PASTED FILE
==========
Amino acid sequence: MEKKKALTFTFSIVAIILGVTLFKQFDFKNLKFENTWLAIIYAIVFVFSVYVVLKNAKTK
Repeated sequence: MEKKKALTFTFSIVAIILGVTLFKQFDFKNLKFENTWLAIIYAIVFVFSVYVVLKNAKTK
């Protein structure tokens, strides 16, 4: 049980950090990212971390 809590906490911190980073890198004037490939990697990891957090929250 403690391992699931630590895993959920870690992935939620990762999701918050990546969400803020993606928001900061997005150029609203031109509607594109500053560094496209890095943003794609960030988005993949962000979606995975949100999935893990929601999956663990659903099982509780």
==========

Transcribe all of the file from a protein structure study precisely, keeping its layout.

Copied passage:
Amino acid sequence: MEKKKALTFTFSIVAIILGVTLFKQFDFKNLKFENTWLAIIYAIVFVFSVYVVLKNAKTK
Repeated sequence: MEKKKALTFTFSIVAIILGVTLFKQFDFKNLKFENTWLAIIYAIVFVFSVYVVLKNAKTK
């Protein structure tokens, strides 16, 4: 049980950090990212971390 809590906490911190980073890198004037490939990697990891957090929250 403690391992699931630590895993959920870690992935939620990762999701918050990546969400803020993606928001900061997005150029609203031109509607594109500053560094496209890095943003794609960030988005993949962000979606995975949100999935893990929601999956663990659903099982509780």